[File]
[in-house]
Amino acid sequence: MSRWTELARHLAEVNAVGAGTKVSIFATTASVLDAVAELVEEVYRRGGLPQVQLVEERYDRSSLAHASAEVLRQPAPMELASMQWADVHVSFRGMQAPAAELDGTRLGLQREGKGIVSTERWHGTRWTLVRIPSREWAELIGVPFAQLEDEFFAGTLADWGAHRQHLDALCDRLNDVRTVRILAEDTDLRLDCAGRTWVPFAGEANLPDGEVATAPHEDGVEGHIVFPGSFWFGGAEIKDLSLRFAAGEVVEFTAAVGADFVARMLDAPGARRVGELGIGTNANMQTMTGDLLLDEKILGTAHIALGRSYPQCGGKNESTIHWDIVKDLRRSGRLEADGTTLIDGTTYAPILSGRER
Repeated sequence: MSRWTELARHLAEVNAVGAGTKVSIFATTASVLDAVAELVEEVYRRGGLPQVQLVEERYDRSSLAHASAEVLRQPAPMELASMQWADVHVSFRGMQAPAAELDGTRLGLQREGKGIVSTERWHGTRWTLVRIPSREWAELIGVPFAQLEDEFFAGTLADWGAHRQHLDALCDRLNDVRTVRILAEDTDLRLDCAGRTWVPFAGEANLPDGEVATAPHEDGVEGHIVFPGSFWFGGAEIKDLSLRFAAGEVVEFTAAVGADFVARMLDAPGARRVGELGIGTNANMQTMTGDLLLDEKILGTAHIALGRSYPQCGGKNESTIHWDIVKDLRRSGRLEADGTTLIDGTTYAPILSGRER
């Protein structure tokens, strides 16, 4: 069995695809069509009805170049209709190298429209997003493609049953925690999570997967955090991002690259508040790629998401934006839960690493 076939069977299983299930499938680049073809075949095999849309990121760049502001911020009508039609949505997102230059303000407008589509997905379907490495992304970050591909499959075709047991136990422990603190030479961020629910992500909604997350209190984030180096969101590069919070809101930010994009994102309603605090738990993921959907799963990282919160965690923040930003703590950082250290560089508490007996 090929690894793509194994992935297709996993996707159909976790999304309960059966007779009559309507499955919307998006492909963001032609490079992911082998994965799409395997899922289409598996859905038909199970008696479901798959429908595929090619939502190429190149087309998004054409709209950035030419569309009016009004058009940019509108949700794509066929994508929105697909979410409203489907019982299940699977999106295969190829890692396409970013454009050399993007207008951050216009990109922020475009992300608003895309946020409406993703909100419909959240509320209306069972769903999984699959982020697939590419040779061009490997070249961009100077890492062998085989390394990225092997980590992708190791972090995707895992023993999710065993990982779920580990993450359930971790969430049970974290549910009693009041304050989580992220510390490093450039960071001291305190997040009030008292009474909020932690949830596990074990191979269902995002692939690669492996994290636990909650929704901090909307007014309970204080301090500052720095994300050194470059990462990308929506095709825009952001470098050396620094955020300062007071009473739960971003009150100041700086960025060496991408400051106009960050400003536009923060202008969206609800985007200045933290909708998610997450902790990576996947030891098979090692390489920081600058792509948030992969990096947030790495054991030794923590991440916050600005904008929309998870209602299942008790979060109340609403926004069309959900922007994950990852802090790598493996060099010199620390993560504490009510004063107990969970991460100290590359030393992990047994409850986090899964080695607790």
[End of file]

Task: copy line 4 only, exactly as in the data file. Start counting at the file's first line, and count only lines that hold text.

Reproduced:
């Protein structure tokens, strides 16, 4: 069995695809069509009805170049209709190298429209997003493609049953925690999570997967955090991002690259508040790629998401934006839960690493 076939069977299983299930499938680049073809075949095999849309990121760049502001911020009508039609949505997102230059303000407008589509997905379907490495992304970050591909499959075709047991136990422990603190030479961020629910992500909604997350209190984030180096969101590069919070809101930010994009994102309603605090738990993921959907799963990282919160965690923040930003703590950082250290560089508490007996 090929690894793509194994992935297709996993996707159909976790999304309960059966007779009559309507499955919307998006492909963001032609490079992911082998994965799409395997899922289409598996859905038909199970008696479901798959429908595929090619939502190429190149087309998004054409709209950035030419569309009016009004058009940019509108949700794509066929994508929105697909979410409203489907019982299940699977999106295969190829890692396409970013454009050399993007207008951050216009990109922020475009992300608003895309946020409406993703909100419909959240509320209306069972769903999984699959982020697939590419040779061009490997070249961009100077890492062998085989390394990225092997980590992708190791972090995707895992023993999710065993990982779920580990993450359930971790969430049970974290549910009693009041304050989580992220510390490093450039960071001291305190997040009030008292009474909020932690949830596990074990191979269902995002692939690669492996994290636990909650929704901090909307007014309970204080301090500052720095994300050194470059990462990308929506095709825009952001470098050396620094955020300062007071009473739960971003009150100041700086960025060496991408400051106009960050400003536009923060202008969206609800985007200045933290909708998610997450902790990576996947030891098979090692390489920081600058792509948030992969990096947030790495054991030794923590991440916050600005904008929309998870209602299942008790979060109340609403926004069309959900922007994950990852802090790598493996060099010199620390993560504490009510004063107990969970991460100290590359030393992990047994409850986090899964080695607790």